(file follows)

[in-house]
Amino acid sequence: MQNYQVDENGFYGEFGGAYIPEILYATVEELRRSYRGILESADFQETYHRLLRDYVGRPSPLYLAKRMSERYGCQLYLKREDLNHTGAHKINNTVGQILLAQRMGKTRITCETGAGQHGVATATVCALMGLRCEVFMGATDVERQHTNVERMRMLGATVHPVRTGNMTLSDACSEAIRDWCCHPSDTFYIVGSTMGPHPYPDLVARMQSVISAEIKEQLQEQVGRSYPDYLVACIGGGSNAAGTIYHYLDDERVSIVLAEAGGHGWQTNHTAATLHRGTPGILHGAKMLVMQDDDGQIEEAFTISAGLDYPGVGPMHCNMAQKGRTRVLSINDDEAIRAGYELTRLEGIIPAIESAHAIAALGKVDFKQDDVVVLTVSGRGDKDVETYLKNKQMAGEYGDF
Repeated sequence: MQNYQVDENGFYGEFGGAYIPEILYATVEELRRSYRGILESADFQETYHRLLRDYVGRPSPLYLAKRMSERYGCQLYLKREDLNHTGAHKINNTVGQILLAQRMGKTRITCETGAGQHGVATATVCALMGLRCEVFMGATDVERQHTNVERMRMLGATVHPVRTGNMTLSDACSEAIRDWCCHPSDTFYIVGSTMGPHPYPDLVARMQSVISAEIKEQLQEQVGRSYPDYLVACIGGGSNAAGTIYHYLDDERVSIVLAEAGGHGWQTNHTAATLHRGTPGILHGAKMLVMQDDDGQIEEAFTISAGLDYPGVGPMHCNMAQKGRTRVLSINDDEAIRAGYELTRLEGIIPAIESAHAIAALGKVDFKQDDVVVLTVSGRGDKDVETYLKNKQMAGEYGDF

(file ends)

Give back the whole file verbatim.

[in-house]
Amino acid sequence: MQNYQVDENGFYGEFGGAYIPEILYATVEELRRSYRGILESADFQETYHRLLRDYVGRPSPLYLAKRMSERYGCQLYLKREDLNHTGAHKINNTVGQILLAQRMGKTRITCETGAGQHGVATATVCALMGLRCEVFMGATDVERQHTNVERMRMLGATVHPVRTGNMTLSDACSEAIRDWCCHPSDTFYIVGSTMGPHPYPDLVARMQSVISAEIKEQLQEQVGRSYPDYLVACIGGGSNAAGTIYHYLDDERVSIVLAEAGGHGWQTNHTAATLHRGTPGILHGAKMLVMQDDDGQIEEAFTISAGLDYPGVGPMHCNMAQKGRTRVLSINDDEAIRAGYELTRLEGIIPAIESAHAIAALGKVDFKQDDVVVLTVSGRGDKDVETYLKNKQMAGEYGDF
Repeated sequence: MQNYQVDENGFYGEFGGAYIPEILYATVEELRRSYRGILESADFQETYHRLLRDYVGRPSPLYLAKRMSERYGCQLYLKREDLNHTGAHKINNTVGQILLAQRMGKTRITCETGAGQHGVATATVCALMGLRCEVFMGATDVERQHTNVERMRMLGATVHPVRTGNMTLSDACSEAIRDWCCHPSDTFYIVGSTMGPHPYPDLVARMQSVISAEIKEQLQEQVGRSYPDYLVACIGGGSNAAGTIYHYLDDERVSIVLAEAGGHGWQTNHTAATLHRGTPGILHGAKMLVMQDDDGQIEEAFTISAGLDYPGVGPMHCNMAQKGRTRVLSINDDEAIRAGYELTRLEGIIPAIESAHAIAALGKVDFKQDDVVVLTVSGRGDKDVETYLKNKQMAGEYGDF